No east Tennessee wrongful death lawsuit will be successful unless the plaintiff can prove, by a preponderance of the evidence, that the defendant breached at least one duty of care that was owed to him or her and that this breach of duty was the proximate cause of the damages for which the plaintiff seeks compensation. However, proving the essential elements of negligence is just one step in the process of asserting one’s legal rights following a loved one’s death caused by another individual, a business, or a governmental entity.
The reality is that, regardless of how strong the plaintiff’s case might be, recovering fair compensation in a personal injury or wrongful death case depends heavily on whether or not the negligent party was insured. Technically, the plaintiff can pursue collection on a judgment by attaching the defendant’s assets, garnishing his or her wages, and the like, but this is usually a very slow process and one that, at best, typically yields only a fraction of the amount of money to which the plaintiff was entitled.
Because of the power of the insurance company lobbyists, jurors rarely hear a word about insurance. The insurance company would much rather jurors believe that every penny of a judgment was coming out of the defendant’s pocket – the idea being that a lower judgment will result when a person, not a big insurance company, is paying the plaintiff what he or she is due. Sometimes, however, there are cases in which the insurance company is front and center in a lawsuit.
Facts of the Case
The plaintiff in a recent case filed in the United States District Court for the Eastern District of Tennessee was an insurance company that provided a $1 million renters insurance policy to the defendant, a woman who operated a daycare out of the insured premises. The insurance company sought a declaratory judgment that it had no duty to defend or indemnify the woman with regard to the alleged July 2018 wrongful death of 23-month-old twins, who drowned in a backyard swimming pool while in the woman’s care. The twins’ parents were also named as defendants in the insurance company’s cause of action, and they filed a counter-claim against the insurance company.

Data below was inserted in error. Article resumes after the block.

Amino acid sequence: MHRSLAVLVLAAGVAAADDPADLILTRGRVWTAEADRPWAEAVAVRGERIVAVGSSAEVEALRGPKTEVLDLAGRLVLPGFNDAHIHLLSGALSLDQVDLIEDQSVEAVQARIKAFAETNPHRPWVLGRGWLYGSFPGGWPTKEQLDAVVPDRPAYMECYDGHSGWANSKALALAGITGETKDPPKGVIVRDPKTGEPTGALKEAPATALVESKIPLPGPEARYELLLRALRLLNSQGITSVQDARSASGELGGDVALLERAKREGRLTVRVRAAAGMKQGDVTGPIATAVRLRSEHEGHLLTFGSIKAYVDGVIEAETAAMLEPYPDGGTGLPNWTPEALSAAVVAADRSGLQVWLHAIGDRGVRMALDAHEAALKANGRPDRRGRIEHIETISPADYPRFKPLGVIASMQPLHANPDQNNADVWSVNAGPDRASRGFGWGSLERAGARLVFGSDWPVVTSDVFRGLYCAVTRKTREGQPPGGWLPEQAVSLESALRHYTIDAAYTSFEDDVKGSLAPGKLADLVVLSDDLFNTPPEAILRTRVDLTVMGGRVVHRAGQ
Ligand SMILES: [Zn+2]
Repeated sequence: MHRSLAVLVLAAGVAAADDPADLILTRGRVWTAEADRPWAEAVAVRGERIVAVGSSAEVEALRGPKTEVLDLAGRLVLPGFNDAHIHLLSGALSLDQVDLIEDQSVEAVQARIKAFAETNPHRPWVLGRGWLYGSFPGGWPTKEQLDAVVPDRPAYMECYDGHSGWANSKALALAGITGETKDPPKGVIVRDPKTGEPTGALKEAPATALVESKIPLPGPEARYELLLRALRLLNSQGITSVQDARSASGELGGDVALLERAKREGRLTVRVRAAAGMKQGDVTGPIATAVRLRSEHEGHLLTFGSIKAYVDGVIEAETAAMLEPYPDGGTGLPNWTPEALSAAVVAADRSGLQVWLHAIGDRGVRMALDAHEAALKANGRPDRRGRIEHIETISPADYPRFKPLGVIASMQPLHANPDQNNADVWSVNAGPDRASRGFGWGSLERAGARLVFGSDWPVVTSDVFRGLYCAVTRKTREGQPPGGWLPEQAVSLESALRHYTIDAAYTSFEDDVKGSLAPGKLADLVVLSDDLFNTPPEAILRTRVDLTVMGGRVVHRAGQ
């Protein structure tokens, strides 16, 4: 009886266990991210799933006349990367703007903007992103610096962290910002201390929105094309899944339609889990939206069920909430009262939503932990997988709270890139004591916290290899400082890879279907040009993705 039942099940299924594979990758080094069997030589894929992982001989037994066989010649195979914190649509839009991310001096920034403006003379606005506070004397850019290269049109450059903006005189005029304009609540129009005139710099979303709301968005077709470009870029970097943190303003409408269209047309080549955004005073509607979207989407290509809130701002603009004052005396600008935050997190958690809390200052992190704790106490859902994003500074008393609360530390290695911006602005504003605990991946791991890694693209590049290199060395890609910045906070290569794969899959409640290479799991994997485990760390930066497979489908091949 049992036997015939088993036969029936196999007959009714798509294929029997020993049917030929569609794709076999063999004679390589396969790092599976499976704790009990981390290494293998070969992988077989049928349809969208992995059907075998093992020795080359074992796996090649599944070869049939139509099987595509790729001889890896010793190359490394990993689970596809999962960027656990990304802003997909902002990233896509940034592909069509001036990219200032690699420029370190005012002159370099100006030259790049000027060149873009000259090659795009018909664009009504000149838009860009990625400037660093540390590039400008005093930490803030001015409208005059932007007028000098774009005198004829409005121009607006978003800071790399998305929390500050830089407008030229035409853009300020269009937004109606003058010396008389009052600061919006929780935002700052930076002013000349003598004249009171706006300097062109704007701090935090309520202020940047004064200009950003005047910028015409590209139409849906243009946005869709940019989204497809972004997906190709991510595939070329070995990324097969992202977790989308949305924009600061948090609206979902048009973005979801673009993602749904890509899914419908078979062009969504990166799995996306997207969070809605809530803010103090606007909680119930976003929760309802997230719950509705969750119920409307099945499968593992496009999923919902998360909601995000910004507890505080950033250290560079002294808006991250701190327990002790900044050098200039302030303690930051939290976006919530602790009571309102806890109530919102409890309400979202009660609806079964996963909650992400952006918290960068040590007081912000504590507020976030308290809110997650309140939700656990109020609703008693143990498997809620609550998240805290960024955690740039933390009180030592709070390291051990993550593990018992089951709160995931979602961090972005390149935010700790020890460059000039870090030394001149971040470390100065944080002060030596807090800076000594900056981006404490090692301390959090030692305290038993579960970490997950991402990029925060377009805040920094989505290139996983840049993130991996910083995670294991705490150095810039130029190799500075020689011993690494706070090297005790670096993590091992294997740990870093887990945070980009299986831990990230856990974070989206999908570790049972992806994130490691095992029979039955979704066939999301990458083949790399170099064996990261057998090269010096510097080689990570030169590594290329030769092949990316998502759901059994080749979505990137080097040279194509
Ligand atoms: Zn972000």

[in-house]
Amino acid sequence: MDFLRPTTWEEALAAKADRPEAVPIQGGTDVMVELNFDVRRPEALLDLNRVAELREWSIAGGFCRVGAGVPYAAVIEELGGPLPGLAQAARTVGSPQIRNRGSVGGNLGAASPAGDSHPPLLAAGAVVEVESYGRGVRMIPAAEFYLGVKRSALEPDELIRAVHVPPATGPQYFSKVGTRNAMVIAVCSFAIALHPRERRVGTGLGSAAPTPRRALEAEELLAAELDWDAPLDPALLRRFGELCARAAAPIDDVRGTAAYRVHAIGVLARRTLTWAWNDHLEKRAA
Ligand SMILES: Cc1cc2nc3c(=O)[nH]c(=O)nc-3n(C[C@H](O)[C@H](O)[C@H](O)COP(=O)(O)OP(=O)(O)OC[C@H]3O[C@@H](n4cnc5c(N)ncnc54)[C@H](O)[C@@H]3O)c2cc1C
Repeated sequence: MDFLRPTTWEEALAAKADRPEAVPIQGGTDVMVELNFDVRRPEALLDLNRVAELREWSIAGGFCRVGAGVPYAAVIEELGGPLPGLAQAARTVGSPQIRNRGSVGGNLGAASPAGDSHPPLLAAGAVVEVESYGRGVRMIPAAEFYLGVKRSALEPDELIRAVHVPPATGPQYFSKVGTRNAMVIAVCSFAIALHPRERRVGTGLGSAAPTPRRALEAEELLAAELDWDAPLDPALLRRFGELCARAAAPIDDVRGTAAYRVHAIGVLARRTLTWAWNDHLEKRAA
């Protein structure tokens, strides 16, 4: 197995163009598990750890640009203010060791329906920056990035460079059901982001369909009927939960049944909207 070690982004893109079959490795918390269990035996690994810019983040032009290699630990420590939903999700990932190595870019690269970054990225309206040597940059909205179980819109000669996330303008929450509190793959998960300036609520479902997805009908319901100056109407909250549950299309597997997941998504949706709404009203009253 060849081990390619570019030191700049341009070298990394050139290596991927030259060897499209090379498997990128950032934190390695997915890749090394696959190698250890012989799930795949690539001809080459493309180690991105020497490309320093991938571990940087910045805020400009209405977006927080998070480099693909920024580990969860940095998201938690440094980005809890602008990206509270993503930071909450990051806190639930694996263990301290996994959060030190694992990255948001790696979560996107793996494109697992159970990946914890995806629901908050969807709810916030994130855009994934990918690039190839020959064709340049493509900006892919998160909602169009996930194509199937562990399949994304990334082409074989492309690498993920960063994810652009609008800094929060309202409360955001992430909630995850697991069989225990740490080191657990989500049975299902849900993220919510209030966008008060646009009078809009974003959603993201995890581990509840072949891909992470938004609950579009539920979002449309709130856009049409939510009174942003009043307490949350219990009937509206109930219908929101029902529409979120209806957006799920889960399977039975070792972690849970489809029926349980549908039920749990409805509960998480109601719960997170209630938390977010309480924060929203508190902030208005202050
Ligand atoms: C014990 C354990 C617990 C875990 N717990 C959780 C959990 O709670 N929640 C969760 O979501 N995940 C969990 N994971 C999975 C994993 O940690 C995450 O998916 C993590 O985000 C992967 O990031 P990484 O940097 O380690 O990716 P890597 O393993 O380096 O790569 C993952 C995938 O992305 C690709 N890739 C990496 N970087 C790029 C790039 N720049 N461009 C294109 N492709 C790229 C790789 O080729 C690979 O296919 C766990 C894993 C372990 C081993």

The parties filed various motions for judgment on the pleadings and/or for summary judgment.
The District Court’s Decision
The trial court denied the insurance company’s motion for summary judgment and granted the parents’ motions for judgment on the pleadings on their counterclaim and for partial summary judgment on the insurance company’s claims. Although the insurance company attempted to rely on a purported “childcare services exclusion” in the insurance policy in order to avoid the possibility of paying out a wrongful death claim brought by the parents for their children’s drownings, the federal district court found that “non-excluded risks” concurrently and substantially caused the twins’ deaths, thus triggering the insurance company’s duty to indemnify the defendant.
While the parents will still have to prove their wrongful death claim by a preponderance of the evidence, the fact that the insurance company will have to indemnify the defendant will make it much more likely that the parents will prevail in the case, either at trial or via a settlement.
Get Started on an East Tennessee Wrongful Death Claim
If you have lost a loved one to a swimming pool drowning or other act of homeowner negligence, you may be entitled to substantial money damages for your family member’s wrongful death. To learn more about how to assert your legal rights, contact the Hartsoe Law Firm via this website or by calling 865-524-5657. Tennessee has a very short statute of limitations for negligence claims, so it’s important that you seek counsel immediately if you believe that you may have a wrongful death or personal injury claim.